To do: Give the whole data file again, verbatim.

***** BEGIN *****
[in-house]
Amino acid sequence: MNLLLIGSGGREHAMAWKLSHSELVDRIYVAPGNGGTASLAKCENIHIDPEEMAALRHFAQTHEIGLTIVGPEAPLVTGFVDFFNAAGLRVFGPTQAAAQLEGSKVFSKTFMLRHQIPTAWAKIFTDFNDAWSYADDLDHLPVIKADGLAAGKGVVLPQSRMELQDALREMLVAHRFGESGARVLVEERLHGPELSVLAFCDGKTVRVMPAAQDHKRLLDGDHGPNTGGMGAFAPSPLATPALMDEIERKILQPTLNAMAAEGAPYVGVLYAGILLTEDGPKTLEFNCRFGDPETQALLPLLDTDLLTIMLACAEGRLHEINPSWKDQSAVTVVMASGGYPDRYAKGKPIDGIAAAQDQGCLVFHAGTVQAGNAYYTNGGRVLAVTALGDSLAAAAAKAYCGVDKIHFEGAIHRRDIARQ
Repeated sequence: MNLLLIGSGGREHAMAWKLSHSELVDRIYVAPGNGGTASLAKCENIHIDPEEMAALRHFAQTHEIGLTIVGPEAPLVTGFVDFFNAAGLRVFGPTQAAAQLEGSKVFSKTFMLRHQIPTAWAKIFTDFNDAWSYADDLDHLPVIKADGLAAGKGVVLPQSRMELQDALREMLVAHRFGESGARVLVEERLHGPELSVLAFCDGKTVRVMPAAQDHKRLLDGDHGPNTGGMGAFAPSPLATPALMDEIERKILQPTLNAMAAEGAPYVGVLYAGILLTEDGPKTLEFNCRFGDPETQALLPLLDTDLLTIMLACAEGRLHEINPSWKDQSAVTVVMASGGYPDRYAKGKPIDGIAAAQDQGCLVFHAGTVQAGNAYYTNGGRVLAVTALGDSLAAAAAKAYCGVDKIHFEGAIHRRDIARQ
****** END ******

[in-house]
Amino acid sequence: MNLLLIGSGGREHAMAWKLSHSELVDRIYVAPGNGGTASLAKCENIHIDPEEMAALRHFAQTHEIGLTIVGPEAPLVTGFVDFFNAAGLRVFGPTQAAAQLEGSKVFSKTFMLRHQIPTAWAKIFTDFNDAWSYADDLDHLPVIKADGLAAGKGVVLPQSRMELQDALREMLVAHRFGESGARVLVEERLHGPELSVLAFCDGKTVRVMPAAQDHKRLLDGDHGPNTGGMGAFAPSPLATPALMDEIERKILQPTLNAMAAEGAPYVGVLYAGILLTEDGPKTLEFNCRFGDPETQALLPLLDTDLLTIMLACAEGRLHEINPSWKDQSAVTVVMASGGYPDRYAKGKPIDGIAAAQDQGCLVFHAGTVQAGNAYYTNGGRVLAVTALGDSLAAAAAKAYCGVDKIHFEGAIHRRDIARQ
Repeated sequence: MNLLLIGSGGREHAMAWKLSHSELVDRIYVAPGNGGTASLAKCENIHIDPEEMAALRHFAQTHEIGLTIVGPEAPLVTGFVDFFNAAGLRVFGPTQAAAQLEGSKVFSKTFMLRHQIPTAWAKIFTDFNDAWSYADDLDHLPVIKADGLAAGKGVVLPQSRMELQDALREMLVAHRFGESGARVLVEERLHGPELSVLAFCDGKTVRVMPAAQDHKRLLDGDHGPNTGGMGAFAPSPLATPALMDEIERKILQPTLNAMAAEGAPYVGVLYAGILLTEDGPKTLEFNCRFGDPETQALLPLLDTDLLTIMLACAEGRLHEINPSWKDQSAVTVVMASGGYPDRYAKGKPIDGIAAAQDQGCLVFHAGTVQAGNAYYTNGGRVLAVTALGDSLAAAAAKAYCGVDKIHFEGAIHRRDIARQ